There wasn’t far to go. After just a few hour’s steady running, they reached the camp where both Horde and Alliance soldiers were on guard. A large stone structure stood in a little valley. Two stone figures stood at its side, hooded, swords resting on the ground in front of them. At the top of the portal was the head of a snake, larger than life, terribly life-like. Inside the gateway, there was a dark, swirling mass, with small lights floating through it like distant stars.

“So this is it, then?” Ariciel looked at Mareva, who was standing next to her, pulling up the straps to her pack, staff leaning against her shoulder.

“Yes. A few small steps to take a giant leap through space.”

“Your home.”

Mareva shook her head. “Not any more. The place where I grew up no longer exists. Nagrand does, though.”

Mareva started to walk up the stairs, to the portal. Ariciel followed her.

“What are we going to find on the other side?”

“Daemons. Interesting wildlife. Humans and orcs fighting the remains of the Burning Legion. A barren wasteland like this, no doubt glowing with residual magics.” Mareva grinned. “If you grow another head, do not worry. It will pass.”

“Oo! Can I have a tail? I’d love a tail.”

Mareva laughed, “How will I keep my hands away from you if you have a cute tail?”

“Any reason you should?”

They grinned at each other. Mareva held out her hand. Ariciel took it. Together, they stepped through the Portal.

Ellandriel sat at the helm of the small boat. Teacher was on the jib. It really wasn’t too difficult when you got the hang of it. The boat bounced merrily over the small waves, heeling over starboard. The wind was in her back, the salt spray of the sea was in her hair. Her arm had healed beautifully, thanks to the Netherweave bandage. She held the helm steady by bracing it against her knee and took a big gulp of tea from the bottle. Sailing like this wasn’t too bad. As they sailed along the coast, the scenery had changed from the green shadows of Stranglethorn Vale to the mountains and barren sands of the Blasted Lands. They had sailed for two days, and pulled in to land for three nights. The boat had a cabin about twice the size of Ellandriel’s bed back in Eldre’thalas, and two bunks. There was a store of salted meat, ship’s biscuits and bottles of rum. This had apparently been the pirates’ staple diet. “Which goes a long way towards explaining their inexcusable behaviour, Apprentice.” Ellandriel had tipped most of the rum overboard to make room for tea which, even cold, was much better. Teacher tied off the jib sheet, and pulled out the map, comparing it with the mountains they could see.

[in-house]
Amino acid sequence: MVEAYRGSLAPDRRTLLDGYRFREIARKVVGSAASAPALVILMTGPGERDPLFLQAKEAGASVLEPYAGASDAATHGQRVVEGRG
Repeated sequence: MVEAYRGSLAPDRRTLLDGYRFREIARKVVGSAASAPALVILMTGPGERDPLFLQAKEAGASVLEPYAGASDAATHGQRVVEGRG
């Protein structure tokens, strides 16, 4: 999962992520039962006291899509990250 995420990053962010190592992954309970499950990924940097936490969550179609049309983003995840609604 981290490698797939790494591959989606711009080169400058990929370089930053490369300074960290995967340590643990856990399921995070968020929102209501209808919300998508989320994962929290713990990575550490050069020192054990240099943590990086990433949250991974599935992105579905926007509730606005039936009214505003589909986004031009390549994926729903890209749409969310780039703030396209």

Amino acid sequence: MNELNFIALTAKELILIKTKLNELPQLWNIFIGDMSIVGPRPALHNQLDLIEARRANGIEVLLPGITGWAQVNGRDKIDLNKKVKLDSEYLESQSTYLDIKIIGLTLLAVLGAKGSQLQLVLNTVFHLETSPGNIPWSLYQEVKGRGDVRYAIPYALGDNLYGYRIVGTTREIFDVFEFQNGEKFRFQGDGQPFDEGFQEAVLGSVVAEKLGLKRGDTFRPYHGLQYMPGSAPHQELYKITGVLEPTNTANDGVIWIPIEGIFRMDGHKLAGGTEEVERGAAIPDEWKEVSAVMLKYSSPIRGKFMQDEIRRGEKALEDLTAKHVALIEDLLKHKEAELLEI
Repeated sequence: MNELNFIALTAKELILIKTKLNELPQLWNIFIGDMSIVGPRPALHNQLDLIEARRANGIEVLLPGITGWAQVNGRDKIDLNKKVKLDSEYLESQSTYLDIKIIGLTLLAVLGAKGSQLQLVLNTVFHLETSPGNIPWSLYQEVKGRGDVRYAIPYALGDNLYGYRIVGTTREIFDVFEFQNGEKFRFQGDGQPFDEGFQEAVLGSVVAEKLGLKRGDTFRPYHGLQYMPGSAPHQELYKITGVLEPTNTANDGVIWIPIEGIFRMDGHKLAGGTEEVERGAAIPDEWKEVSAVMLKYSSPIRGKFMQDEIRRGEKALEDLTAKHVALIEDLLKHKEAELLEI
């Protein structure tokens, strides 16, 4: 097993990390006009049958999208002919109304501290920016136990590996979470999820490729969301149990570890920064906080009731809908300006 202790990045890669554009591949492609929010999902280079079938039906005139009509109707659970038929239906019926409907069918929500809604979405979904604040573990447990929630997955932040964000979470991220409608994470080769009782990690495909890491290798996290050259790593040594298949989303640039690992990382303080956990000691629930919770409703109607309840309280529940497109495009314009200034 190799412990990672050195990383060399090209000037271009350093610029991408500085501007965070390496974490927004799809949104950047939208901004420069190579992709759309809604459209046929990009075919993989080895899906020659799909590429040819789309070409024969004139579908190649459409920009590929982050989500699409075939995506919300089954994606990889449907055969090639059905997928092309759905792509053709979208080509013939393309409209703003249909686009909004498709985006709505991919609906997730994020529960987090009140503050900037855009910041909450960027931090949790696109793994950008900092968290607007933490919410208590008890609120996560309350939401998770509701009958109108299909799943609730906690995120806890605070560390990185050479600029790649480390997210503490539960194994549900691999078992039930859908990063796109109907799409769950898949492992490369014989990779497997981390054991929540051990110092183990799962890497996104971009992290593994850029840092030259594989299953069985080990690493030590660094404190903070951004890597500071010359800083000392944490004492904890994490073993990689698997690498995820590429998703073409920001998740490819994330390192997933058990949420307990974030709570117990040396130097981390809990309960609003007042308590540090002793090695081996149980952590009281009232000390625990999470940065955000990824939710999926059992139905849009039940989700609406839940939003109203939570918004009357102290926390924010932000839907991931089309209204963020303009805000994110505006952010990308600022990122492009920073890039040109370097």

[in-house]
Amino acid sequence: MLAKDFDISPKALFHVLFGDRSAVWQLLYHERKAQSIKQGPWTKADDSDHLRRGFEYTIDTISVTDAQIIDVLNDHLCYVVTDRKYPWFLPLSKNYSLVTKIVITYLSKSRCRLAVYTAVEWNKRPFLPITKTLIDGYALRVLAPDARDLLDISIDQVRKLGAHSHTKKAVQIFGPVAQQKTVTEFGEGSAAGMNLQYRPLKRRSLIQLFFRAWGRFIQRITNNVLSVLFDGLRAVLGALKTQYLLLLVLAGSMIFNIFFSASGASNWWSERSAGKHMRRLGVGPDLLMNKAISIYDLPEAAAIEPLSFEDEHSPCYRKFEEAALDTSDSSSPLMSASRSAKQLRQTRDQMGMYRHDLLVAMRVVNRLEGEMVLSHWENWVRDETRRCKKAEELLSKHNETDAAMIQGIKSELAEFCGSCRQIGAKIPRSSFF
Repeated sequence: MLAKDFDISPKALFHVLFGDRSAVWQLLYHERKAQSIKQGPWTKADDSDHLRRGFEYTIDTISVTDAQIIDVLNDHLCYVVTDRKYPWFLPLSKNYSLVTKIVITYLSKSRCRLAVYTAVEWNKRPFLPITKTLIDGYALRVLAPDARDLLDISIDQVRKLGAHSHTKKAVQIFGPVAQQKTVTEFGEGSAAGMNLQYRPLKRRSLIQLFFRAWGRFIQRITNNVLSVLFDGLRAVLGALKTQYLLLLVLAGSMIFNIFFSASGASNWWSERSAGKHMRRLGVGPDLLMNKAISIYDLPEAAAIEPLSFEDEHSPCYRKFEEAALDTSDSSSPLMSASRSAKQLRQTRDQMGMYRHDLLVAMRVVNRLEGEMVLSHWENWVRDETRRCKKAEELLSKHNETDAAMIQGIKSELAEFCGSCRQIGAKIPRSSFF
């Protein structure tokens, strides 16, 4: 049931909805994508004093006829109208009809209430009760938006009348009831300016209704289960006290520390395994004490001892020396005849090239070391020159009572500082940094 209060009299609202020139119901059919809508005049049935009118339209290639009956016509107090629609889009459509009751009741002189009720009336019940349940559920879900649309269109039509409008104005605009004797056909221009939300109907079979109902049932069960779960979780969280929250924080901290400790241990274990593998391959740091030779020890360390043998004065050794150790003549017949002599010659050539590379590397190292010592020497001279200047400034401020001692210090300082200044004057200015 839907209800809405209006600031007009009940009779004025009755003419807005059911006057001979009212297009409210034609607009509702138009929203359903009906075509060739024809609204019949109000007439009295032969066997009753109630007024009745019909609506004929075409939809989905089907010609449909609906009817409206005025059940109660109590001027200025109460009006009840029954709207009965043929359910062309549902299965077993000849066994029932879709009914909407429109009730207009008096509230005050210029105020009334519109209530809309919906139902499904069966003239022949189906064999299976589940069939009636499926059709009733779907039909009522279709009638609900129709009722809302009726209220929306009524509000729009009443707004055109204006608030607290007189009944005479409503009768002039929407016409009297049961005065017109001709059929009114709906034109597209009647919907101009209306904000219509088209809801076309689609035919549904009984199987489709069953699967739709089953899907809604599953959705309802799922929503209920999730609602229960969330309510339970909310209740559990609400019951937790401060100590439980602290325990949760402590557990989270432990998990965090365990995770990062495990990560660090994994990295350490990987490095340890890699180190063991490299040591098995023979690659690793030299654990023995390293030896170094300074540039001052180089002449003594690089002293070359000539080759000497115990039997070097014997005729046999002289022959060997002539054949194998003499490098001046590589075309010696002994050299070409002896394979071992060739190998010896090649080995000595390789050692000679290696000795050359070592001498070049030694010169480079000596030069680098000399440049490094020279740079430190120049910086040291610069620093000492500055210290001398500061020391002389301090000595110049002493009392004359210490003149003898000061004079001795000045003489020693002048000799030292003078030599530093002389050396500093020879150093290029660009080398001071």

“If I’m not mistaken, Thero’shan, we are about fifty miles away from this bend in the coast. When the coast turns East, we’ll need to find a place to hide the boat. It would be a great shame to lose her.”

Ellandriel gave a pull on the main sheet, and the mainsail tightened. The boat heeled a bit more over starboard, and sped up.

“It’s not really our boat.”

“Nonsense. She is legitimate spoils of war. Chances are those pirates got her by slitting the previous owners’ throats.”

“Not much different from us, then,” said Ellandriel.

“Don’t be absurd. You didn’t ask them to assault you. If you hadn’t defended yourself as well as you did…” Teacher considered. “Well, I would have killed them. But I would have killed them while they were busy with you. Much better this way.”

Ellandriel stared ahead of the boat, searching her feelings. She had been stupid just to walk up to a bunch of pirates. The world was probably a brighter place without them in it. Still. There was blood on her hands now. None of her fellow students had ever killed anyone. The first time was always the most difficult. Ellandriel was sure she’d read that somewhere. But this had not been difficult. Disgusting. Frightening. She briefly let go of the helm to rub her arm. Painful. But not difficult. ‘Them or me’ had not even been a question. After Teacher had bandaged her wounded arm, she hadn’t even looked at the dead Humans. And despite how they got it, she liked this boat. She liked sailing in it. Her. Boats are girls. They would find her a nice sheltered spot in an out-of-the-way place, and lift her out of the water. Maybe, sometime, she would come back this way and she could sail her again.

“It’s getting dark,” said Teacher. “But I think we are so close now that it’s no use pulling in for the night. I’ll take over the helm, and you can get some sleep.”

Ellandriel shook her head. “I am fine. I would like to sail a bit further. Why don’t you get some sleep? When I get tired, I’ll wake you.”